• 1 Comments

    Webinar iconOnly two webcasts to know about this week - and they are both education-specific ones. There’s the Microsoft Mondays webinar on Lync, and the Tech Tuesday one for school IT managers and elearning leaders, about the work that Janison have been doing in online assessment.

    All of the timings for the webcasts are AEST (Australia East Coast time).
    See ** below for more details on how the webcasts work

    This week’s webcasts

    Microsoft Monday - How to 'Lync-up' with Colleagues and Students

    Using Lync as the enterprise equivalent of Skype, Kirsten Gilbertson will walk through the benefits of instant messenger as a productivity tool.
    Monday 12 Sep 2-3PM AEST
    For: University and TAFE lecturers and support staff

    Monday 12th September 2-3PM AEST - Register here

    Tech Tuesday - Microsoft Partner story - Janison

    Janison won the Microsoft Australia Education Partner of the Year Award 2011, for their online examination project for the NSW Online Science Assessment.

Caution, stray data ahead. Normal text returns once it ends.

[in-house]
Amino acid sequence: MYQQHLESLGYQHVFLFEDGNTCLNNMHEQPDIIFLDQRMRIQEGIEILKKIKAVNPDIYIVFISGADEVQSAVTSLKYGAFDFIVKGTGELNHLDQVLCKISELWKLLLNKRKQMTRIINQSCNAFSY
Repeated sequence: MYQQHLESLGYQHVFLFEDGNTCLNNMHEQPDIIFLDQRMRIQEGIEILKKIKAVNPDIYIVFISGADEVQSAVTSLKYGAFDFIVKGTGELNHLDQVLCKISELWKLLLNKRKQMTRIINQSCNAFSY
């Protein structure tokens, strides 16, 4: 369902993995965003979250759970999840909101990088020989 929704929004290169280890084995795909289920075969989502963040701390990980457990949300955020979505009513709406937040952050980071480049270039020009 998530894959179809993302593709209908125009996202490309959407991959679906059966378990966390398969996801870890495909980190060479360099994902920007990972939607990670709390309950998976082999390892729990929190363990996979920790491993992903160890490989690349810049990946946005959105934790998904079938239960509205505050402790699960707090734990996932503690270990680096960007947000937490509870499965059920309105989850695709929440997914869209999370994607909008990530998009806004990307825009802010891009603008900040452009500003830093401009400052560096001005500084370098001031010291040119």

For: School IT teams and eLearning leaders

    Tuesday 13th September 11AM AEST - Register here


    Future webcasts

    Date
    Title
    Register Here

    20 September

    Microsoft SQL Server Code-Named "Denali" AlwaysOn Series, Part 2: Building a Mission-Critical High Availability Solution Using AlwaysOn

    Find out more, and register

    20 September

    Microsoft Lync 2010: In the Cloud

    Find out more, and register

    23 September

    Understanding How Microsoft Virtualization Compares to VMware

    Find out more, and register

    27 September

    Microsoft Visual Studio Tips and Tricks

    Find out more, and register

    27 September

    Ten Must-Have Tools for Windows Azure

    Find out more, and register

    30 September

    Microsoft System Center Configuration Manager 2012: Deployment and Infrastructure Technical Overview

    Find out more, and register

    4 October

    Microsoft Lync 2010: Setup, Deployment, Upgrade and Coexistence Scenarios